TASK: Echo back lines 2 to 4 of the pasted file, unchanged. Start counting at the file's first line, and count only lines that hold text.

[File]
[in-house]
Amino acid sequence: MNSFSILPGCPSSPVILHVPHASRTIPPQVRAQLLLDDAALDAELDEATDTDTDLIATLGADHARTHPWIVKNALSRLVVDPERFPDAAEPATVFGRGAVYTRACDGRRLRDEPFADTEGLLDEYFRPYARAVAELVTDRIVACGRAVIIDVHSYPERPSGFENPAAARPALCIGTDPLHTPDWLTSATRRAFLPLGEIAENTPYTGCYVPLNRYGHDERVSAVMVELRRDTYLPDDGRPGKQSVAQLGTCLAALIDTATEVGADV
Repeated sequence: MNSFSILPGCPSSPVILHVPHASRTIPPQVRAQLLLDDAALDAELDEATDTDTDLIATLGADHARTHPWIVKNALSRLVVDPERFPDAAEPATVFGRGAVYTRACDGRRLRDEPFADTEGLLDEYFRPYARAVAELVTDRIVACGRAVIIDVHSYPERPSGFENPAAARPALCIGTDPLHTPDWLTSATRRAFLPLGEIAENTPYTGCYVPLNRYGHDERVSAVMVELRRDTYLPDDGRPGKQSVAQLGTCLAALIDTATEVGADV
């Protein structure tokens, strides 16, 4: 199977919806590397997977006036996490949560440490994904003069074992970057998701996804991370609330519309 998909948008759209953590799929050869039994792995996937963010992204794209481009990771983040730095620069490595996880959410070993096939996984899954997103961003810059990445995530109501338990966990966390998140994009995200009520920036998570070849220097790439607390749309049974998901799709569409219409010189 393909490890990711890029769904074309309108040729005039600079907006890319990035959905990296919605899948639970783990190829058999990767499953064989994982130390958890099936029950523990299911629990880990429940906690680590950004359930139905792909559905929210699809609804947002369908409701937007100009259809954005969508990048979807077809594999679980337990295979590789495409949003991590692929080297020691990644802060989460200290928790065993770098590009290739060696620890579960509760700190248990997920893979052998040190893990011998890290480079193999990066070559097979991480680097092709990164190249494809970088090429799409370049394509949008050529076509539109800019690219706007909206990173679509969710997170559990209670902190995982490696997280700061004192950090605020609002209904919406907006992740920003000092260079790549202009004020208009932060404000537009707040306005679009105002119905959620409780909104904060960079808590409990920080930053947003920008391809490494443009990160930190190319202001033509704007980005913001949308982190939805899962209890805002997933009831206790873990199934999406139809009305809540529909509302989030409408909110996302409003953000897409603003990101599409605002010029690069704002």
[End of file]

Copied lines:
Amino acid sequence: MNSFSILPGCPSSPVILHVPHASRTIPPQVRAQLLLDDAALDAELDEATDTDTDLIATLGADHARTHPWIVKNALSRLVVDPERFPDAAEPATVFGRGAVYTRACDGRRLRDEPFADTEGLLDEYFRPYARAVAELVTDRIVACGRAVIIDVHSYPERPSGFENPAAARPALCIGTDPLHTPDWLTSATRRAFLPLGEIAENTPYTGCYVPLNRYGHDERVSAVMVELRRDTYLPDDGRPGKQSVAQLGTCLAALIDTATEVGADV
Repeated sequence: MNSFSILPGCPSSPVILHVPHASRTIPPQVRAQLLLDDAALDAELDEATDTDTDLIATLGADHARTHPWIVKNALSRLVVDPERFPDAAEPATVFGRGAVYTRACDGRRLRDEPFADTEGLLDEYFRPYARAVAELVTDRIVACGRAVIIDVHSYPERPSGFENPAAARPALCIGTDPLHTPDWLTSATRRAFLPLGEIAENTPYTGCYVPLNRYGHDERVSAVMVELRRDTYLPDDGRPGKQSVAQLGTCLAALIDTATEVGADV
């Protein structure tokens, strides 16, 4: 199977919806590397997977006036996490949560440490994904003069074992970057998701996804991370609330519309 998909948008759209953590799929050869039994792995996937963010992204794209481009990771983040730095620069490595996880959410070993096939996984899954997103961003810059990445995530109501338990966990966390998140994009995200009520920036998570070849220097790439607390749309049974998901799709569409219409010189 393909490890990711890029769904074309309108040729005039600079907006890319990035959905990296919605899948639970783990190829058999990767499953064989994982130390958890099936029950523990299911629990880990429940906690680590950004359930139905792909559905929210699809609804947002369908409701937007100009259809954005969508990048979807077809594999679980337990295979590789495409949003991590692929080297020691990644802060989460200290928790065993770098590009290739060696620890579960509760700190248990997920893979052998040190893990011998890290480079193999990066070559097979991480680097092709990164190249494809970088090429799409370049394509949008050529076509539109800019690219706007909206990173679509969710997170559990209670902190995982490696997280700061004192950090605020609002209904919406907006992740920003000092260079790549202009004020208009932060404000537009707040306005679009105002119905959620409780909104904060960079808590409990920080930053947003920008391809490494443009990160930190190319202001033509704007980005913001949308982190939805899962209890805002997933009831206790873990199934999406139809009305809540529909509302989030409408909110996302409003953000897409603003990101599409605002010029690069704002």